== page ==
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Australian Shoppers Cut Back, Easing Rate Risk

Australian retail sales suffered a surprise fall in April as consumers cut spending on food and recreation in the face of surging living costs, but also perhaps lessening the need for a further increase in interest rates.

The Australian dollar slipped after Monday's data showed sales dropped 0.2 percent in April to A$20.07 billion (US$19.1 billion), confounding forecasts for a 0.2 percent increase. The Bureau of Statistics also revised down March's result to show a 0.2 percent rise from the previous 0.5 percent gain.

The data comes just a day before the Reserve Bank of Australia (RBA) holds its monthly policy meeting and should support its view that domestic demand will slow enough to restrain future inflation and avoid another hike in rates.

"Importantly for monetary policy, the data continues to suggest that demand has stepped back in the first quarter and into this quarter, easing the near-term pressure on interest rates," said Scott Haslem, chief economist at UBS. "We continue to look for the RBA to remain on hold tomorrow, and the rest of this year," he added.

Bill futures firmed as the market duly pared back the risk of a rise in the 7.25 percent cash, while the Australian dollar dipped a quarter of a U.S. cent to $0.9530, near a two-week low.

The central bank has been counting on a significant slowdown in domestic demand to restrain core inflation, which accelerated to a 17-year high of 4.2 percent last quarter.

But while consumption has clearly cooled, a private gauge of inflation out on Monday showed it has yet to make much impression on price pressures.

The TD Securities-Melbourne Institute's measure of inflation rose at an annual pace of 4.5 percent in May, the highest in the five-year history of the series and well above the RBA's 2 to 3 percent target band.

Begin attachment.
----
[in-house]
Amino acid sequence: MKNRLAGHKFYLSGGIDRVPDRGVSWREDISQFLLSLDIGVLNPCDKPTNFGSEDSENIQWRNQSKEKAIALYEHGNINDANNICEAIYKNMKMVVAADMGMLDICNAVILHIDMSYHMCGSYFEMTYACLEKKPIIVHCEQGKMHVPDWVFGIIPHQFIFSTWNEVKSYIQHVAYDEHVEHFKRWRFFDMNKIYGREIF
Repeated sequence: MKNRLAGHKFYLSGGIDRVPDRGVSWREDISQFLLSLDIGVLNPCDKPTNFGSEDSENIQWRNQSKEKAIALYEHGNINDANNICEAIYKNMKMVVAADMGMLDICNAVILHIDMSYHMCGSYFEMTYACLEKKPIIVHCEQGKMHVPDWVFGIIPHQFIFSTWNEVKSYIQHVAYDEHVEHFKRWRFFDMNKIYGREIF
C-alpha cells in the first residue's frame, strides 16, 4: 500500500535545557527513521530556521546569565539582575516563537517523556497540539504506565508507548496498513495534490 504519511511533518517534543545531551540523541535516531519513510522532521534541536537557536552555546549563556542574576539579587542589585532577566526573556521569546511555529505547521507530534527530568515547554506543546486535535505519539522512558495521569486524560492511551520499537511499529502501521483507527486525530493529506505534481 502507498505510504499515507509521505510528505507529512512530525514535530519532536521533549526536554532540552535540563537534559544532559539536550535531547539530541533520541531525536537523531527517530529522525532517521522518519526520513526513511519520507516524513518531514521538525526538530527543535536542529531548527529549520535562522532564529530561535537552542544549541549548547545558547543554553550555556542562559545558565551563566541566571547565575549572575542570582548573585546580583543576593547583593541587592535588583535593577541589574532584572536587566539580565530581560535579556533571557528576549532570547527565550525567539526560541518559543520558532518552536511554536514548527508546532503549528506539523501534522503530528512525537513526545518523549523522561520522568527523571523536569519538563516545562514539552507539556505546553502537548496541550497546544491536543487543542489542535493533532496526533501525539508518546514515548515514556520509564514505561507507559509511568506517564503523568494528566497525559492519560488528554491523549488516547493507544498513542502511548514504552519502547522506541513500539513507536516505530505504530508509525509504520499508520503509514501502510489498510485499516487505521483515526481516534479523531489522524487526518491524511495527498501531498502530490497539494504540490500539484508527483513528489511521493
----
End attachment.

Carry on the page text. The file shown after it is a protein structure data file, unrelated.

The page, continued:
A Pressing Problem

"Another solid monthly reading shows that inflation remains the most pressing issue facing Australian policy makers," said Joshua Williamson, a senior strategist at TD Securities.

That was why the RBA's board seriously considered raising rates in May, though in the end it decided to wait and see if past tightening did the trick.

The tightening has been major, with four hikes from the RBA since August and added increases in mortgage rates by commercial banks as the global credit squeeze forced up funding costs.

That has been sorely felt by Australia's highly indebted households, already struggling with the rising cost of everything from food to fuel, health care and education.

As a result, consumption looks to have slumped in the first quarter of the year and is largely why analysts believe the economy grew by only 0.3 percent in the quarter, the smallest increase since late 2004.

The gross domestic product (GDP) report is due on Wednesday and is expected to show that spending on all goods and services grew 2.9 percent in the first quarter from a year earlier, a marked slowdown from the previous quarter's 3.9 percent pace.

Government figures on inventories released on Monday showed a build-up in stocks only added a marginal 0.1 percentage points to growth last quarter, hardly enough to compensate for weakness in consumption, business investment and international trade.